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Poem

Roni Margulies

Burcu, Yonca and Defne

I walk down the Dordtselaan almost every day
to buy bread and cigarettes at Albert Heijn’s,
and malodorous French cheese, dark
Belgian beers and cold pork products.
 
Once, Burcu was the girl at the checkout,
before her Yonca, and Defne before her.
Each with shiny a name-tag on a lapel.
The only words I say are “Dank je wel”.
 
Today, Burcu saw my many packs of ham,
looked at me, stammered, was unsure, then
deciding finally that I must be Turkish,
“I’m sorry,” she said, “this is all pork.”
 
“I  know, as we can’t buy it back home
I often yearn for it, that’s why” I said.
“Who is ‘we’?” I thought to myself
as I slowly made my way to the flat.
 
Would the thought have crossed her mind,
looking with tired eyes as I walked away:
“He’s not Dutch, I can tell, that’s easy.
But what is he? That’s a harder code to crack.”

Burcu, Yonca ve Defne

Burcu, Yonca ve Defne

Dordtselaan’dan aşağı yürüyüp iki günde bir
Albert Heijn’dan ekmek ve sigara alıyorum,
ve yaşlı Fransız peynirleri, çeşitli içkiler,
ve türlü türlü domuz ürünleri.
 
Son gittiğimde Burcu duruyordu kasada,
bir öncekinde Yonca, birinde Defne.
Bir isim etiketi her birinin yakasında.
Ben “Dank je wel” diyorum sadece.
 
Dün Burcu jambon paketlerine baktı,
durakladı, bana baktı, emin olamadı,
Türk olduğuma kanaat getirdi sonunda.
“Abi,” dedi, “bu aldıkların domuz.”
 
“Biliyorum,” dedim, “Bizde yok ya,
o yüzden aldım. Özlüyorum bazen.”
“Biz kim?” diye düşündüm sonra,
eve doğru yavaş yavaş yürürken.
 
Burcu da düşünmüş müdür acaba,
sıkıntıyla ardım sıra bakarken:
“Hollandalı olmadığı belli de,
nereli olduğu biraz zor bir mesele.”
Close

Burcu, Yonca and Defne

I walk down the Dordtselaan almost every day
to buy bread and cigarettes at Albert Heijn’s,
and malodorous French cheese, dark
Belgian beers and cold pork products.
 
Once, Burcu was the girl at the checkout,
before her Yonca, and Defne before her.
Each with shiny a name-tag on a lapel.
The only words I say are “Dank je wel”.
 
Today, Burcu saw my many packs of ham,
looked at me, stammered, was unsure, then
deciding finally that I must be Turkish,
“I’m sorry,” she said, “this is all pork.”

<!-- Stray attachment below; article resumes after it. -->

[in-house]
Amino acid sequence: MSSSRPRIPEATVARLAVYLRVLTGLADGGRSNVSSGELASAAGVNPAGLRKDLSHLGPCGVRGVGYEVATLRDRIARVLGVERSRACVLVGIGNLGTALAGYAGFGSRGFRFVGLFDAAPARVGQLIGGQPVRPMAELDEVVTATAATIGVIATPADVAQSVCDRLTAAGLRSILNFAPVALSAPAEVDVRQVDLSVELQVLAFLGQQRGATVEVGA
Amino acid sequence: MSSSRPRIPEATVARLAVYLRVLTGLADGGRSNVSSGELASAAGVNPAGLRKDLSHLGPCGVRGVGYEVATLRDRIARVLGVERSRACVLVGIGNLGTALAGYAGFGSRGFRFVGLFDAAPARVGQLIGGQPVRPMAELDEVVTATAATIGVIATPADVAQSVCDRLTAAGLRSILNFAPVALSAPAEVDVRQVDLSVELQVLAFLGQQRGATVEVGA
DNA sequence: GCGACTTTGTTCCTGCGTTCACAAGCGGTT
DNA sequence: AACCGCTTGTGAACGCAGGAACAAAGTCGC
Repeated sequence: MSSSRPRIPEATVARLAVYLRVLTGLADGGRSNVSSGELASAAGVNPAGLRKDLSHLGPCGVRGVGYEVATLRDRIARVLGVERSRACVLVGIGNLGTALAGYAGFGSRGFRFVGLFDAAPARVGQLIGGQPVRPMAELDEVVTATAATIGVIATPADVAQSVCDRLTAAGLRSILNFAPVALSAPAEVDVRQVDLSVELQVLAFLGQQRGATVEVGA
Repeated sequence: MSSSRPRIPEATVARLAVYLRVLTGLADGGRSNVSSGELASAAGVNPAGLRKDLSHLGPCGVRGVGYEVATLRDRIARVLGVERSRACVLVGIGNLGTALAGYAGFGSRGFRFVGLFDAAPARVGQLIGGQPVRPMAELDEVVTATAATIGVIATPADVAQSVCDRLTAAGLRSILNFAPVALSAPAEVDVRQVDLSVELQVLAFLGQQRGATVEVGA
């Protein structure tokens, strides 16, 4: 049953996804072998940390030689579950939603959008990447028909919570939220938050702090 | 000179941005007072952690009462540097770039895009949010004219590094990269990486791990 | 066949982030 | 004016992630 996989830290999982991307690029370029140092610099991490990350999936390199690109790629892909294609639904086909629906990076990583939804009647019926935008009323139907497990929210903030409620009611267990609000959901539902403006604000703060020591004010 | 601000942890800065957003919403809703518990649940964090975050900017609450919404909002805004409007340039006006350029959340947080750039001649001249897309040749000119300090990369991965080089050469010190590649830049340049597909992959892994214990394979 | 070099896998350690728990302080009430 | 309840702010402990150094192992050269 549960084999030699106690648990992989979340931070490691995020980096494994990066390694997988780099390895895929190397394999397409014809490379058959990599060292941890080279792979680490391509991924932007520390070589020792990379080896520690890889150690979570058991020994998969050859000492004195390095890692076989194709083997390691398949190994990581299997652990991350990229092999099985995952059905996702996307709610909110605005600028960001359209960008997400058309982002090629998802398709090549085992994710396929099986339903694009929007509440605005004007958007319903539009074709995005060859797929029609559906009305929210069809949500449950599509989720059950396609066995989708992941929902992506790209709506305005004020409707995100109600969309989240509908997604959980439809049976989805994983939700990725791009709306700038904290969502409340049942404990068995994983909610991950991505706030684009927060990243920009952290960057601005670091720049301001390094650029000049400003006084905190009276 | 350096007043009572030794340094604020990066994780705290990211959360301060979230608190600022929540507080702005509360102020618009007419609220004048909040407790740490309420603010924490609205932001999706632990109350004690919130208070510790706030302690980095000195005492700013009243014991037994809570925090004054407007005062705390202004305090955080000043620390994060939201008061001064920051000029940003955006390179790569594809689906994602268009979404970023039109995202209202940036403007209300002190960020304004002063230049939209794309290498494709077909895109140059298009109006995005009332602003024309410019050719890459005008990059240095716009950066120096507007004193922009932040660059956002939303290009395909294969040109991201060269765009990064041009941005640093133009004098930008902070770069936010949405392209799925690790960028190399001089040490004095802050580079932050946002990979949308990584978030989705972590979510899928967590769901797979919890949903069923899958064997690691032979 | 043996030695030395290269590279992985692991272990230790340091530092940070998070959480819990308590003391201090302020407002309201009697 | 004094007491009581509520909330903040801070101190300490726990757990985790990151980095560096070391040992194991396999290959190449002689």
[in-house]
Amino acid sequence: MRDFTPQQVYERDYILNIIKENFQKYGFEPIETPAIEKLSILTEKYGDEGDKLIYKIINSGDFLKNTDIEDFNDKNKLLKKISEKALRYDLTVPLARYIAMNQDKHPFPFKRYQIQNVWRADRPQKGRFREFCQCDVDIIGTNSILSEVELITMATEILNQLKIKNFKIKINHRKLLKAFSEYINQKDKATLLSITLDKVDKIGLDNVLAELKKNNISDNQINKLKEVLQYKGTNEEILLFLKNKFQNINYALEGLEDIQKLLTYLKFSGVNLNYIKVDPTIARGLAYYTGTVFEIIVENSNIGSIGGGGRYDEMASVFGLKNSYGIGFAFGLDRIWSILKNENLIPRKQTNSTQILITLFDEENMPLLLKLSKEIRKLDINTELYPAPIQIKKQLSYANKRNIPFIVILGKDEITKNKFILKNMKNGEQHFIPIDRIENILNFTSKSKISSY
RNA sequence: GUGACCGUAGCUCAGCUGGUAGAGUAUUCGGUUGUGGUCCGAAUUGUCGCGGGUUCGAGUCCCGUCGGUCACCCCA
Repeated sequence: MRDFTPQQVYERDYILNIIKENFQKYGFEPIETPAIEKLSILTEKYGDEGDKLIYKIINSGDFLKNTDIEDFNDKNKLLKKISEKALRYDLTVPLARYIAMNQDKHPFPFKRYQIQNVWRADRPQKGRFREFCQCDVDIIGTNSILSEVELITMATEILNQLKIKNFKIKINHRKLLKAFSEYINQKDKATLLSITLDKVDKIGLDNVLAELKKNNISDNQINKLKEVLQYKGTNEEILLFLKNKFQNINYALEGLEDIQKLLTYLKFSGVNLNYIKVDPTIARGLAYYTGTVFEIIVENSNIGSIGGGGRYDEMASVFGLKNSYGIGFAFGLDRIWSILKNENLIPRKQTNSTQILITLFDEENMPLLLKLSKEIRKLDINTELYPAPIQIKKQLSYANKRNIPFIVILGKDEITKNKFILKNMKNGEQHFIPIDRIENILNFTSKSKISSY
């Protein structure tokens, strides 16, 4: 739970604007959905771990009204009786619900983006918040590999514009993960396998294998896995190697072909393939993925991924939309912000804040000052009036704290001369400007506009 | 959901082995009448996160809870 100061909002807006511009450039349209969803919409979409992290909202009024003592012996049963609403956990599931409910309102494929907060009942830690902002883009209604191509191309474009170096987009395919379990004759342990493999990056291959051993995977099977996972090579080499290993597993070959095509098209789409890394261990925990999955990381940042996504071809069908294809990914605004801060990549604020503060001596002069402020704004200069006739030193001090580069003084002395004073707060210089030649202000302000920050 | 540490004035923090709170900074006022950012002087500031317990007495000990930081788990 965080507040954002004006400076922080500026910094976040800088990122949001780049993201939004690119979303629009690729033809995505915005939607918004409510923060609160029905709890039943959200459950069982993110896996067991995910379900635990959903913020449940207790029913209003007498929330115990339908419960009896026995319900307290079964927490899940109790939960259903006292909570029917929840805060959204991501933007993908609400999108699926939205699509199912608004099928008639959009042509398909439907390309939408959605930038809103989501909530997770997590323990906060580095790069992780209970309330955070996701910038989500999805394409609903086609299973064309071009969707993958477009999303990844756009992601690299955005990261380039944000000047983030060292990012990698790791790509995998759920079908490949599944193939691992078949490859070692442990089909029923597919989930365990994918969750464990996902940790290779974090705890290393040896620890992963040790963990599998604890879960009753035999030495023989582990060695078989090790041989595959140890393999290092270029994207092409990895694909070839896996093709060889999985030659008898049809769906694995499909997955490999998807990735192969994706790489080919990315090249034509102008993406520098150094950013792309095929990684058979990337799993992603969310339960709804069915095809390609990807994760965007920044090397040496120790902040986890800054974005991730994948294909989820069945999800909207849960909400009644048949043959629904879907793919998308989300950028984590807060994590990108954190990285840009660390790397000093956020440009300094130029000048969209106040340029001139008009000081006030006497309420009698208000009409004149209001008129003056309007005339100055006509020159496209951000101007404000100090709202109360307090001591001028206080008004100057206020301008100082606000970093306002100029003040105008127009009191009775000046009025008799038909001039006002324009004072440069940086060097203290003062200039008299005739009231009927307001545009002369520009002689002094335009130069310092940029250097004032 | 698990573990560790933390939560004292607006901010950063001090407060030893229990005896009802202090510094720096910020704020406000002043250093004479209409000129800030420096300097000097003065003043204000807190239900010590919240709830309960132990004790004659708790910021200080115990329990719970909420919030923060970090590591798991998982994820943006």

“I  know, as we can’t buy it back home
I often yearn for it, that’s why” I said.
“Who is ‘we’?” I thought to myself
as I slowly made my way to the flat.
 
Would the thought have crossed her mind,
looking with tired eyes as I walked away:
“He’s not Dutch, I can tell, that’s easy.
But what is he? That’s a harder code to crack.”

Burcu, Yonca and Defne

I walk down the Dordtselaan almost every day
to buy bread and cigarettes at Albert Heijn’s,
and malodorous French cheese, dark
Belgian beers and cold pork products.
 
Once, Burcu was the girl at the checkout,
before her Yonca, and Defne before her.
Each with shiny a name-tag on a lapel.
The only words I say are “Dank je wel”.
 
Today, Burcu saw my many packs of ham,
looked at me, stammered, was unsure, then
deciding finally that I must be Turkish,
“I’m sorry,” she said, “this is all pork.”
 
“I  know, as we can’t buy it back home
I often yearn for it, that’s why” I said.
“Who is ‘we’?” I thought to myself
as I slowly made my way to the flat.
 
Would the thought have crossed her mind,
looking with tired eyes as I walked away:
“He’s not Dutch, I can tell, that’s easy.
But what is he? That’s a harder code to crack.”
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Stichting Van Beuningen Peterich-fonds
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Hendrik Muller fonds
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J.E. Jurriaanse
Literature Translation Institute of Korea
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